A. American Revolution: We won our independence from Great Britain through armed conflict. Most of the remainder of the British Empire, including Canada, won it peacefully. India, the "jewel in the British Imperial crown" won it through a non-violent revolution. Those examples are at least worth considering when asking ourselves if our armed rebellion was both justified and the only solution.

    B. American Civil War: This one is tougher. I will grant that in 1860 - 1861, matters had come to such a point that no one could find a solution other than a test of arms. But how we got to that point is another matter. As John Kennedy said when advocating peace, "Our problems are manmade; therefore, they can be solved by man. And man can be as big as he wants. No problem of human destiny is beyond human beings. Man's reason and spirit have often solved the seemingly unsolvable, and we believe they can do it again." In the more than two centuries of American slavery leading up to the Civil War, we could have solved the problem peacefully - war may have been inevitable in 1860 - 1861 but it was not in 1850, 1840, 1830, 1820,...,1607.

    So, summing up this point, I guess I would ask, when debating whether peace and non-violence are viable alternatives to war, those lessons of history that make the case for peace, which are many and diverse, be considered as well.

    Finally, regarding whether UU's value veterans' sacrifice - I sympathize with that odd feeling. I think it is fair to say that many don't value our sacrifice just as many do. As a veteran who has become a pacifist, I think we all need to work together to value what individuals do in good faith and good conscience. We can welcome veterans just as we can welcome those who passionately appeal for non-violence.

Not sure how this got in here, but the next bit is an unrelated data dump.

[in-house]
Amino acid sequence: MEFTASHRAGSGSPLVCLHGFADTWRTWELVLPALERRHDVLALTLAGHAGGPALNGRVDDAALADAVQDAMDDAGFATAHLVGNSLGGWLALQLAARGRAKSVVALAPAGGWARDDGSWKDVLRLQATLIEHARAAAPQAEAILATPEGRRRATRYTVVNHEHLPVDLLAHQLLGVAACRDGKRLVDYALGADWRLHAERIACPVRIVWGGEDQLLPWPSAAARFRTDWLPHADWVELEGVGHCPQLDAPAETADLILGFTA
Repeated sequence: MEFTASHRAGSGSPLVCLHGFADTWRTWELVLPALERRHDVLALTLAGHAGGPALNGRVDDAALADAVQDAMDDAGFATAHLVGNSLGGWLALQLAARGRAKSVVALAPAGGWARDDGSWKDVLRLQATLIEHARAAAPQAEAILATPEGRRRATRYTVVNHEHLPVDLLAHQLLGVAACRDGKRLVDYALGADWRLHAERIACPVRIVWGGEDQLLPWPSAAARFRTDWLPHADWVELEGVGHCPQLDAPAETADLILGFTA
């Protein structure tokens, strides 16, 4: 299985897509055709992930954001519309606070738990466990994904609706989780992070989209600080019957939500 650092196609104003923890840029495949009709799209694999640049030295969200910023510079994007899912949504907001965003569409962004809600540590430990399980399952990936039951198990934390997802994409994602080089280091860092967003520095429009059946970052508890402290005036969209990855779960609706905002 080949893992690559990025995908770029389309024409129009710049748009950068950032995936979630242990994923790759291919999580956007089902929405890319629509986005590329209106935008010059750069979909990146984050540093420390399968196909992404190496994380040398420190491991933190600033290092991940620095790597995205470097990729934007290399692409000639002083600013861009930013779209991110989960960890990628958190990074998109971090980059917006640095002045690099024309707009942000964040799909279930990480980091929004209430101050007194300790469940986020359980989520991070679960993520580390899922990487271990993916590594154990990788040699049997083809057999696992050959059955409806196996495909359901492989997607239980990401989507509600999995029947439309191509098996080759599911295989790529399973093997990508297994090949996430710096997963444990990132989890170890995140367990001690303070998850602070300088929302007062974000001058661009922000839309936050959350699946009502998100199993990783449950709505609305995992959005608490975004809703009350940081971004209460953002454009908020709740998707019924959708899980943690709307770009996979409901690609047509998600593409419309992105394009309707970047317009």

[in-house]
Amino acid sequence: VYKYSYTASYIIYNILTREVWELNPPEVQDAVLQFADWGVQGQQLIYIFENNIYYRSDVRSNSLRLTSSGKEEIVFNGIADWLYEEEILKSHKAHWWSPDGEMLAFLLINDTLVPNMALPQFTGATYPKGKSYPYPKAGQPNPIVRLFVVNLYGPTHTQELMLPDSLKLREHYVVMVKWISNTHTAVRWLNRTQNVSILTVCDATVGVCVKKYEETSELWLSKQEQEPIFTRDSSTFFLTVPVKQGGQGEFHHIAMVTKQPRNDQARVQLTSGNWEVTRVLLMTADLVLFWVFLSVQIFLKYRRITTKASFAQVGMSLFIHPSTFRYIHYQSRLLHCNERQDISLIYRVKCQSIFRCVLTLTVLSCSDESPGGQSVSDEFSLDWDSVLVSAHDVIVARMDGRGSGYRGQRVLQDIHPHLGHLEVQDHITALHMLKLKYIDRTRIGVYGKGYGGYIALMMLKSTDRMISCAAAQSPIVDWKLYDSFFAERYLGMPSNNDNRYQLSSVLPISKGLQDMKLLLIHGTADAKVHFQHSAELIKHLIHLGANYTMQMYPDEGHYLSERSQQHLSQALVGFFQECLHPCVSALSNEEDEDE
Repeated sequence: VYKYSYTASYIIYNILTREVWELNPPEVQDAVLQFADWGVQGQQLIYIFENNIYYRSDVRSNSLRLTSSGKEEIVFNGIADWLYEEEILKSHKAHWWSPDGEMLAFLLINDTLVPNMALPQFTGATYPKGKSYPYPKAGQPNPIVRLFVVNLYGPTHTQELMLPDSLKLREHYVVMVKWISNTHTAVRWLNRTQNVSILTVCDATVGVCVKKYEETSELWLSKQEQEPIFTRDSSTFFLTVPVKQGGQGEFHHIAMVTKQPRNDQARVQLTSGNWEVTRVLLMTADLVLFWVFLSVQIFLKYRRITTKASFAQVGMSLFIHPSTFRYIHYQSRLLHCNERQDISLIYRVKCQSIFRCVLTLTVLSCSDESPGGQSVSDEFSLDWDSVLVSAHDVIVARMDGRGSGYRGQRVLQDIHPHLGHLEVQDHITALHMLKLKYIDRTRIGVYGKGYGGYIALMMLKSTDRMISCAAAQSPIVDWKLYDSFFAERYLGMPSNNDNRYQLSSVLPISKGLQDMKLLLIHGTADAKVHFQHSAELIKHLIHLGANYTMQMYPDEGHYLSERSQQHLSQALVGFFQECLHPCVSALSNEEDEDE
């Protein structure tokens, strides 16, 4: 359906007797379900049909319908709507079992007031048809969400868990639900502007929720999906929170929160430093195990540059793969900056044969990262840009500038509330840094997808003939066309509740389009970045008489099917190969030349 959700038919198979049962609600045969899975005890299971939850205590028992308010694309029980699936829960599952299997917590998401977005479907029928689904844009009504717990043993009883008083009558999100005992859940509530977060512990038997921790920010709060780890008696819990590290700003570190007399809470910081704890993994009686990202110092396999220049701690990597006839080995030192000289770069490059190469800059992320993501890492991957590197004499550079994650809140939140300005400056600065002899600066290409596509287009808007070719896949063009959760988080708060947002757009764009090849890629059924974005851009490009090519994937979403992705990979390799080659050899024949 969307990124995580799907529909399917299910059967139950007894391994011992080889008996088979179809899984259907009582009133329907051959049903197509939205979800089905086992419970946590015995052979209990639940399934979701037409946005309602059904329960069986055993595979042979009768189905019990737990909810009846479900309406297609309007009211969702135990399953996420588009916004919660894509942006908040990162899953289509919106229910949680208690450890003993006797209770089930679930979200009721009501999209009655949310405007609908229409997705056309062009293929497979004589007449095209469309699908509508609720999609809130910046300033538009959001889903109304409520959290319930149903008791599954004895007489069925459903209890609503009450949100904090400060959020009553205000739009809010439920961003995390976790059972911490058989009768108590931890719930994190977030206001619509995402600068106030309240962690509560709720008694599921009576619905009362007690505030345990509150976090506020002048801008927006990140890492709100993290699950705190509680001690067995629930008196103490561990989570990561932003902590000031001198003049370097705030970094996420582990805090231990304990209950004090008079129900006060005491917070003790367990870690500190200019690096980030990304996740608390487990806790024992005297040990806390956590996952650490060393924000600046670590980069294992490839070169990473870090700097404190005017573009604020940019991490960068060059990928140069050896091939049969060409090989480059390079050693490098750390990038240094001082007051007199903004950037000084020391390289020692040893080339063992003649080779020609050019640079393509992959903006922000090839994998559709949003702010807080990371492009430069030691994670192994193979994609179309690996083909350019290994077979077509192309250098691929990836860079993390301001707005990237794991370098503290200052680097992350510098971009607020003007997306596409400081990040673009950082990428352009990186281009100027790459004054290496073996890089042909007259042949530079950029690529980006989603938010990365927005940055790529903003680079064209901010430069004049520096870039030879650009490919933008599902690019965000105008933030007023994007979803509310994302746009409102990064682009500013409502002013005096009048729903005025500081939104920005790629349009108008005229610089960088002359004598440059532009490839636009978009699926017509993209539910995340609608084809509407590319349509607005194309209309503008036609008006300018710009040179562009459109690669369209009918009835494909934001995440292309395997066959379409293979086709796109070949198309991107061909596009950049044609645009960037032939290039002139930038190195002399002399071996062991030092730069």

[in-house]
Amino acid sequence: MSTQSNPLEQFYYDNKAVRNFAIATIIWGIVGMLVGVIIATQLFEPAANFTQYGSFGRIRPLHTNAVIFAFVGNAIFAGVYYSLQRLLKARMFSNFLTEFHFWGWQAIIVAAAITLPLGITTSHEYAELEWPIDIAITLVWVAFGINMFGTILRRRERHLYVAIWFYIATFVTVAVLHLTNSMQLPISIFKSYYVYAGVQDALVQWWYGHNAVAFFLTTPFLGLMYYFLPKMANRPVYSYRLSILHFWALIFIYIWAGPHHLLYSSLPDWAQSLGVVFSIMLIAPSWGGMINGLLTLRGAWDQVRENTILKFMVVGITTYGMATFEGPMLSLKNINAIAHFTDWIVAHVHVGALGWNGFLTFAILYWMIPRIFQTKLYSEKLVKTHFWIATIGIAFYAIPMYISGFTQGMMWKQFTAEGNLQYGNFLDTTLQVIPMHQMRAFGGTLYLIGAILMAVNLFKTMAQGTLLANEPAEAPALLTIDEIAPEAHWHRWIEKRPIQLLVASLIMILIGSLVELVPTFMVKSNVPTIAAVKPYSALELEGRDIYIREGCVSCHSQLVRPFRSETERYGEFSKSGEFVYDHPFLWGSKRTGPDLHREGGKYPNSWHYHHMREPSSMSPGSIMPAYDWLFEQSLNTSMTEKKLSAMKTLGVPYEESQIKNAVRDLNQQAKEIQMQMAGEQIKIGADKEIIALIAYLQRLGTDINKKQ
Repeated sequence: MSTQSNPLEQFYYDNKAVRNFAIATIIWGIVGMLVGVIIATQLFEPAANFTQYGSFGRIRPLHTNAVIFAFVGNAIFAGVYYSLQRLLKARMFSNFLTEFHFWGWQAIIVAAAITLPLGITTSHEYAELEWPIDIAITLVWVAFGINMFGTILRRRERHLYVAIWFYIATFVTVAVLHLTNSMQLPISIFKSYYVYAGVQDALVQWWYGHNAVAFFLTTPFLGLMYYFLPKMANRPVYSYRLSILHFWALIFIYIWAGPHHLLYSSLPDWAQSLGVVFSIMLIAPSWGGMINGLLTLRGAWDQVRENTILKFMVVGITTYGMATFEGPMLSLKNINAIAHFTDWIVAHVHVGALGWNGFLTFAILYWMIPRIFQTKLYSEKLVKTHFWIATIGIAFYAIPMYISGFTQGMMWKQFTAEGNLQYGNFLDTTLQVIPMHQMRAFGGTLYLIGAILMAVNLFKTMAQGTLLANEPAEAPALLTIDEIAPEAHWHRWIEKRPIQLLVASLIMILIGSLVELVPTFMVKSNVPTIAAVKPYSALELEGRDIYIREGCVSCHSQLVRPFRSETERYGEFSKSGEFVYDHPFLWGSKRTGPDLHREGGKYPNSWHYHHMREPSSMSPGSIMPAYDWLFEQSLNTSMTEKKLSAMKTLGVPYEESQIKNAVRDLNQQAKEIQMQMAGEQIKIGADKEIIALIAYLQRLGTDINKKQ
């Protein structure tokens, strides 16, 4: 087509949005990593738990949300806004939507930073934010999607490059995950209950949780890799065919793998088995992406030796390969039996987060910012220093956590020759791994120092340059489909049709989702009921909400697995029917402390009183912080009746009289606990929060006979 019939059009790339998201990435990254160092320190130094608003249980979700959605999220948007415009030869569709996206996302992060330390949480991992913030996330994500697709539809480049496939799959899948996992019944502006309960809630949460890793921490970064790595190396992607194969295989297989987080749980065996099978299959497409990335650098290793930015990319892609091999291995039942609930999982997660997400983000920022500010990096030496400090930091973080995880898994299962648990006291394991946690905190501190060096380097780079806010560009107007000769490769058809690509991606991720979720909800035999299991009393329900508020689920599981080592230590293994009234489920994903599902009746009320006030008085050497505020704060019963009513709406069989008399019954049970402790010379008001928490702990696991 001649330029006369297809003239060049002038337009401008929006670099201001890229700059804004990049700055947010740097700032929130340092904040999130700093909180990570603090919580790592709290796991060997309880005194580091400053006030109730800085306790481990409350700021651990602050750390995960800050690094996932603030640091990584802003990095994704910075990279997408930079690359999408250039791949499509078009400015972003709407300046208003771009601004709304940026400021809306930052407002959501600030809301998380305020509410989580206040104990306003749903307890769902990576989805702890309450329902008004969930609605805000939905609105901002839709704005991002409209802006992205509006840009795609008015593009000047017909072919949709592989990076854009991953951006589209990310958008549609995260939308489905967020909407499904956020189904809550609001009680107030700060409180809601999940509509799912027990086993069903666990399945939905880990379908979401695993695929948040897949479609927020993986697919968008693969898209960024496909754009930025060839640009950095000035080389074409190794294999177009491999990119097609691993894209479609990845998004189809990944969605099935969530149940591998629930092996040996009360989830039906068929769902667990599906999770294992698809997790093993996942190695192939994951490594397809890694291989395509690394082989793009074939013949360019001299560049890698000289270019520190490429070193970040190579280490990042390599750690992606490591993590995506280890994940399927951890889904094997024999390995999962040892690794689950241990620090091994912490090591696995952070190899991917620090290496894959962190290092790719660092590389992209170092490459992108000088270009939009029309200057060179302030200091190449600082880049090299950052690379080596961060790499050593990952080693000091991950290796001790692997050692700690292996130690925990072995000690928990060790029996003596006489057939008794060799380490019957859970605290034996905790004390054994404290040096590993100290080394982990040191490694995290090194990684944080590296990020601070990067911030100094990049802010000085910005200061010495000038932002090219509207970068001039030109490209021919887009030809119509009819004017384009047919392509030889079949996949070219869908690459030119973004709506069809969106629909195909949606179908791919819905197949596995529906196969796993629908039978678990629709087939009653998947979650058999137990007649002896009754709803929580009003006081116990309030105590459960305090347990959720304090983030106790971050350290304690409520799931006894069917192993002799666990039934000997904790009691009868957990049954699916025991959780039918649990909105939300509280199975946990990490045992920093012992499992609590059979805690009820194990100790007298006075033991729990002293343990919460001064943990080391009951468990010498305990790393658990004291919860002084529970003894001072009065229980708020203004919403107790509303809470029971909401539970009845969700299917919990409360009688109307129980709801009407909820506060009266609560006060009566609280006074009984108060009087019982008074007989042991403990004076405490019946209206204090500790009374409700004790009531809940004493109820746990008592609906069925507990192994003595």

At the same time, however, I really believe that we need to take a hard look at our UU values and principles and ask ourselves:

    "Can a religious community that values 'the inherent worth and dignity of every person; justice, equity and compassion in human relations; the goal of world community with peace, liberty, and justice for all; respect for the interdependent web of all existence of which we are a part...' continue to support (actively or through tacit acceptance) the continuation of war among mankind, especially when history demonstrates that there are viable alternatives?"

    Personally, I don't think we can.

    Thanks for reading and Happy New Year.

    Tom Beall

  4. One last point occurs to me on the issue of the American Revolution and the American Civil War.

    If we had not rebelled (and there were many colonial Americans who favored remaining within the British Empire), African American slavery most likely would have been outlawed in the South as it was in most of the remainder of the Empire in 1834 - without recourse to war.

    I suspect we would still be independent today - although without the brutal fact of the Civil War in our history and probably as a country with a character more like that of Canada, Australia, and New Zealand.

    Just something else to consider.

    Tom Beall

  5. Dear Tom:

    I agree with you 100%.

    The Revolutionary War was totally unnecessary. As you point out, Canada did it. India did it.